Modeling Discourse and Social Dynamics in Authoritarian Regimes


In our the weekly research meetings led by the University of Texas at Austin PI, faculty, visiting scholars, staff, graduate students and undergraduate students discuss the development of text analysis tools in other languages, and the research projects on computational linguistics and text processing. Members of the research team have access to the current dictionaries and software, along with computers and common servers to store and access corpora that are specific to the current grant project. The multidisciplinary nature of the research project demands that collaboration occurs at all stages, and that multiple students work on the same tools and corpora together. For example, in order to develop our software tools in other languages, linguists are required to organize features of language according to special grammatical features, but psychologists are also required to identify those features of language that have been shown to be most indicative of certain psychological states and social roles. Foreign language experts who are either students in the lab or visiting scholars are required to work on expanding the dictionaries due to their expertise and familiarity with the foreign languages. Computational linguists and computer scientists are required to develop applications and usability of the software itself. All students and faculty work on the more applied research together, which consists of analyzing the corpora for social features. Students have presented at regional, national, and international conferences. The faculty have presented at these conferences in addition to other university settings. Nearly all of the publication on this grant has students as co-authors.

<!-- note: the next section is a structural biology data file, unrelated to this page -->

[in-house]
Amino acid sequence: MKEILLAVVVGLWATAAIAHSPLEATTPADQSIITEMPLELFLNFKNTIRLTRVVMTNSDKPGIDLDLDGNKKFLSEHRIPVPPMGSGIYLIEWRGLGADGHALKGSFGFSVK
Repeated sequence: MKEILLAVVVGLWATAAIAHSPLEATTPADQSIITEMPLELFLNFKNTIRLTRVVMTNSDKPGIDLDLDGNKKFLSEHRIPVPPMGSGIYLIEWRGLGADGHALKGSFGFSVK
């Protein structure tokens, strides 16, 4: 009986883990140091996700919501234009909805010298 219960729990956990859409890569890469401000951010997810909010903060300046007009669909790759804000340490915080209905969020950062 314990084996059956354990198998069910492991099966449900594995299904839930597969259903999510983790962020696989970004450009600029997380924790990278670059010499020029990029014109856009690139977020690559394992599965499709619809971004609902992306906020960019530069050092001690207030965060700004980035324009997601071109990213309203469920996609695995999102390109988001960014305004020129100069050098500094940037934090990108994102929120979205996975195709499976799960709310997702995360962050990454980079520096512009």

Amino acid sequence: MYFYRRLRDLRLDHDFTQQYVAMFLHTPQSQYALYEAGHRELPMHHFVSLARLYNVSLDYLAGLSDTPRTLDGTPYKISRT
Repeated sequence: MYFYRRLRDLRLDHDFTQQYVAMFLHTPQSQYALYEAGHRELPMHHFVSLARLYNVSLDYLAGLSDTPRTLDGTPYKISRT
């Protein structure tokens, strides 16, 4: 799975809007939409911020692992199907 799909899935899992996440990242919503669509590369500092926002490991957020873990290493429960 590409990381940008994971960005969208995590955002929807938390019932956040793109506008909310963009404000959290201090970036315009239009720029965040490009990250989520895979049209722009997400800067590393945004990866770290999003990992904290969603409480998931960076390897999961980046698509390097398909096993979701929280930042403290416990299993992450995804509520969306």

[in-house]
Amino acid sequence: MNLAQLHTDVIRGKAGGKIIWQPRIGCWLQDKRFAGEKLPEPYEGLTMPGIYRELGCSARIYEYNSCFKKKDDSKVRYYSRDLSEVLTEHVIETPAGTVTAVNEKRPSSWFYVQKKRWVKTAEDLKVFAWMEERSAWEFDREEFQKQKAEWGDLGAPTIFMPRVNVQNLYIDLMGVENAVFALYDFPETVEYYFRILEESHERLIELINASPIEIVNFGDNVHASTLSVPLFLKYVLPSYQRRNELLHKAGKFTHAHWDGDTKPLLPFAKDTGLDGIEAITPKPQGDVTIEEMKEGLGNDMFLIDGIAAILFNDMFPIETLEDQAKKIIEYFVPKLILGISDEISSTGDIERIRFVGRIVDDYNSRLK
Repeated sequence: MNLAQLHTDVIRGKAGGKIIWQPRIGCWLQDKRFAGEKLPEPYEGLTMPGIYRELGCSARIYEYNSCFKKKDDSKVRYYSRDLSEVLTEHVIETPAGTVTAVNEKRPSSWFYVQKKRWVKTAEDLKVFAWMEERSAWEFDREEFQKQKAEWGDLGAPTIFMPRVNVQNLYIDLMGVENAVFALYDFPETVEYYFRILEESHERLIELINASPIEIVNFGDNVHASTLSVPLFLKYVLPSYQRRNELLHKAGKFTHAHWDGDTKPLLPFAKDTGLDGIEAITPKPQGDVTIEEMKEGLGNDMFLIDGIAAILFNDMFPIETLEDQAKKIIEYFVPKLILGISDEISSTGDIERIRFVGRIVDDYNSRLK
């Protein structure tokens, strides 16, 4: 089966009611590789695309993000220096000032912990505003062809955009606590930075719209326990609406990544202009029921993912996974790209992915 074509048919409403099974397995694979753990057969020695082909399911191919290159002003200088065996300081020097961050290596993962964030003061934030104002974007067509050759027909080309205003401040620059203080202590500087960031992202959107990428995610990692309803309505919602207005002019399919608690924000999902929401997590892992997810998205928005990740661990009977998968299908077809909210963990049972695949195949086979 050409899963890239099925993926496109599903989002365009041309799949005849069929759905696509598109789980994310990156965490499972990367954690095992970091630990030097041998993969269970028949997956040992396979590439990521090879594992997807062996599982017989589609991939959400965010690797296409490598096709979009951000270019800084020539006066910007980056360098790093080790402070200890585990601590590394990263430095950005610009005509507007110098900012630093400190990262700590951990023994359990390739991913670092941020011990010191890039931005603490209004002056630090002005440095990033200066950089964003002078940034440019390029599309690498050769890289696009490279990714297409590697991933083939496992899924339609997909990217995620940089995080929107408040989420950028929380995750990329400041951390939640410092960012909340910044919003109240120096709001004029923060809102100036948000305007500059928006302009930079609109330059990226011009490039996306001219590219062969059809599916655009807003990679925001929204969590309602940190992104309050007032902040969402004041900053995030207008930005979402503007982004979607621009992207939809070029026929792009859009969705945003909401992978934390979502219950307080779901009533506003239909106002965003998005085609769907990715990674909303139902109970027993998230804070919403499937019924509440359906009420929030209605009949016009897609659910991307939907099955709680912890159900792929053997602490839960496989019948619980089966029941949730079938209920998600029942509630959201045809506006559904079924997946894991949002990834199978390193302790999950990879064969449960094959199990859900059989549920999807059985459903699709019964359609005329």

An additional activity this year, following from a stated Year 2 milestone in the Addendum to the original proposal, was that a new graduate level course was created and taught based on methods and studies of relevance to the area of the project. The 15 week class (taught by PI Beaver at the University of Texas) was entitled Social Meaning and Social Language Processing.